Reports From the Field: Ghana
At GWCA/Children of All Nations we are always excited to travel to the countries where we have programs. At the beginning of this month our CEO, Snow Wu, and Development and Program Management Specialist, April Wareham, traveled to Ghana to continue developing our program to better serve the children and our adoptive families. Check out what April had to say about their most recent adventure!
From Deep in the Heart of Texas to Deep in the Heart of Ghana
Nothing tells you more about yourself than a bumpy, winding, three-hour trip on dirt roads into the African bush with 5 adults crammed into a car on a 95 degree day. Unless you’re an adventure junkie with a bleeding heart for orphans. That’s what all 5 of us (Ghanians and Americans) were in that car, actually, hence our fervor to help the most unreachable children in the villages of rural Ghana. We spent 4 of our 7 days in Ghana traveling on dirt or pothole-filled roads into small towns and villages, working with local child welfare NGOs to find out how we can help the orphanages most in need, and the kids most often forgotten.
There’s a strange feeling that comes over you when you visit an orphanage where children sleep in mud huts on the ground, or on decaying pieces soiled foam that were supposed to serve as their beds. It’s a combination of humility, sadness, compassion, and ardor that ignites a passion to help and a yearning to take all the kids back to your home to give them soft beds, warm baths and savory meals. It’s quite overwhelming, actually, and sometimes I wonder if the reaction is too strong. But one person once told me that the opposite of love is apathy. And that’s why we are so moved by the children’s plight. It’s in those moments that I realize why I do what I do. Without love for these children, what motivation would we have to come to their aid?
That’s why we trekked across the Ghanaian bush, our clothes soggy with sweat, flies and mosquitoes buzzing around our faces in the blazing sun, and downright forgetting the feel of a cool breeze from our luxurious A/C. It’s a luxury those kids never had. And that’s why the adoptive families do it too. How could one not respond to the call of a child clinging to your legs calling you mamma, especially when you’re there to pick up another child that was referred to you? It’s the word of mouth from other adoptive families that these kids need, so someone else will be moved to come back for that child.
Somehow we all push forward, to other orphanages hoping to find one that has better conditions because we are so bewildered by the last. Though the conditions are better at the next, and the children actually have beds, the kids in this place still have to haul their water in basins and buckets from a stream down the road…on their heads. The well had run dry in Ghana’s dry season. They won’t have running water again until the rainy season in April or May. And the question screaming in my head is, how on earth will I ever convince everyone – adoptive families, friends, family, the people reading this right now – how much need and the near desperation there is here? These kids needs homes, families. They need food, medicine, someone to go to when they cry.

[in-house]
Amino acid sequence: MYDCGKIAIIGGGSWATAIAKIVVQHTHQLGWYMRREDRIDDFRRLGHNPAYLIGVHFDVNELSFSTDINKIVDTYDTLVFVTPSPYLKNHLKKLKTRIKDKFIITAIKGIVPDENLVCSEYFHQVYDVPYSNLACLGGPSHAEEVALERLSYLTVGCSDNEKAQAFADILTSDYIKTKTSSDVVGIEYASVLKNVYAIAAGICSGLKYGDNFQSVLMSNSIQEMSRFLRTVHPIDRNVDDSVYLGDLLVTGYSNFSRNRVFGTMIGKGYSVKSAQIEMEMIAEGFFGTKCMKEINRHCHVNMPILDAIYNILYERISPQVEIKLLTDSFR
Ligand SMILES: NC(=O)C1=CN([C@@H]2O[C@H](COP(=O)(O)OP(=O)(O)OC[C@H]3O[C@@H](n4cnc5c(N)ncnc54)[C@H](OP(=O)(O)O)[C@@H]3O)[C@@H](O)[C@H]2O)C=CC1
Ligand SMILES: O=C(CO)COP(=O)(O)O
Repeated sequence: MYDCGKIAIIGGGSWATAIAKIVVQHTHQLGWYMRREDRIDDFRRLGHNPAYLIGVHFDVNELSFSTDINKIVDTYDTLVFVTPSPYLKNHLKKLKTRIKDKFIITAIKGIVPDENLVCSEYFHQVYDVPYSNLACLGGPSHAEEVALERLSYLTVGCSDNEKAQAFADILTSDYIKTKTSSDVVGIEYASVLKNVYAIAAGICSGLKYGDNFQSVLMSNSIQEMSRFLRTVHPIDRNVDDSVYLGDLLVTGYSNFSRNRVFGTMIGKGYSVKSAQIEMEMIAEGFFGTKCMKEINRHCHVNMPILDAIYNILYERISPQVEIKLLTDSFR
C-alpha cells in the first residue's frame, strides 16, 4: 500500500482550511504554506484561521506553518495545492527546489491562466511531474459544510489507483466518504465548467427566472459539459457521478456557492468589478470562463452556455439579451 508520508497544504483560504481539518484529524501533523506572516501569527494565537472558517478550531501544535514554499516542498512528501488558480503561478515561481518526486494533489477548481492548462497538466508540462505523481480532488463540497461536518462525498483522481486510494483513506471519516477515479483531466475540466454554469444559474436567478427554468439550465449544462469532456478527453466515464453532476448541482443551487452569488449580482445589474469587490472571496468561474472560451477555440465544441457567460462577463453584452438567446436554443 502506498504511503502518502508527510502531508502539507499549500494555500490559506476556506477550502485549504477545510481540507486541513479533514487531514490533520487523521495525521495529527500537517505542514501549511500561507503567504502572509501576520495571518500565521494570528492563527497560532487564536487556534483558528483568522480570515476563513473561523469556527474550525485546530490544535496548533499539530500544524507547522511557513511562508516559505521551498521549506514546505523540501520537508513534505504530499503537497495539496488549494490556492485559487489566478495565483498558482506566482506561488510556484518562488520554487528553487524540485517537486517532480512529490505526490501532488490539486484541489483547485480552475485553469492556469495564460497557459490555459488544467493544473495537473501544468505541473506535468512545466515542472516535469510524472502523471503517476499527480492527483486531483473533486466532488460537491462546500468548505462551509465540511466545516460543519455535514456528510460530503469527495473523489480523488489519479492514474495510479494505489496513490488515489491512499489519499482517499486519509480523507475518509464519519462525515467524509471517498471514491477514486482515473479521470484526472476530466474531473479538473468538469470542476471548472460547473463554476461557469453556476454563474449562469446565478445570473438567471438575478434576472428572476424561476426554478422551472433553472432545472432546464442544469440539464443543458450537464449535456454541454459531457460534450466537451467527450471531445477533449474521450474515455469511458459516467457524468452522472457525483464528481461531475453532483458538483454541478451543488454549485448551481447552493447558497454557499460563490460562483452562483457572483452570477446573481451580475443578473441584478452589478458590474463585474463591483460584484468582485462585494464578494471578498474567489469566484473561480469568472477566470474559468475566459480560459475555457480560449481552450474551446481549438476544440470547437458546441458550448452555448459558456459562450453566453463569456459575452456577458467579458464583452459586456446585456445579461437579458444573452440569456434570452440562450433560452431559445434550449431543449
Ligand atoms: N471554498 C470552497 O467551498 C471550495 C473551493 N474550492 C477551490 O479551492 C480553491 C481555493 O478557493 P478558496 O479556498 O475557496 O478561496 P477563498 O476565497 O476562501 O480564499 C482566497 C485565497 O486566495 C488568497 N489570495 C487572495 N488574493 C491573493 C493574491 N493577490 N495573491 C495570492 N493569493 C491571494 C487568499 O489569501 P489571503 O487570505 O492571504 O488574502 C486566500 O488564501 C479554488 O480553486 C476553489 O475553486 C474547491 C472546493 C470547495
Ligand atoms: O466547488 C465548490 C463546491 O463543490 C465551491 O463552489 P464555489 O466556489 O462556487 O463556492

Our mission is to find these kids families, and get them placed into foster homes with better care. Our mission is to support these orphanages so they can give better care to all the children, including those left behind. Of course, you can’t just work at the grassroots level to accomplish your missions in the area of child welfare. You have to go straight to the top as well and advocate for these children. Thus, our other 3 days were spent in wonderfully informative and relationship-building meetings with the Departments of Social Welfare in various regions where we will be working to place children. Our trip was inspirational, humbling, eye-opening and successful. We are renewed in our efforts to place children in Ghana, and we hope any families who were looking to adopt in Ghana will be too. As in many African countries, these kids are depending on us, waiting for their families.
As I flew home I started thinking, how can one go from deep in the heart of Ghana, back home to the heart of Texas? It should take more than 2 days and a few plane rides to get back, because these places seem worlds apart in reality. How are we living on the same planet, but not in the same world? To return from places like this, you have to let Africa drain from you drop by drop, slowly, to readjust to your daily latte (that costs the price of a day’s salary of a rural Ghanian), to your refreshing A/C, and all the other luxuries you didn’t realize you had until you were away from them.
I do know, however, that when we do go back, and when our adoptive families head to Ghana, they will be met by some of the most welcoming and friendly people in the world. Each and every person we met greeted us with “You are welcome” or “Akwaaba” in Twi. The people of Ghana have a heart for hospitality and a heart for their children, they just need our support.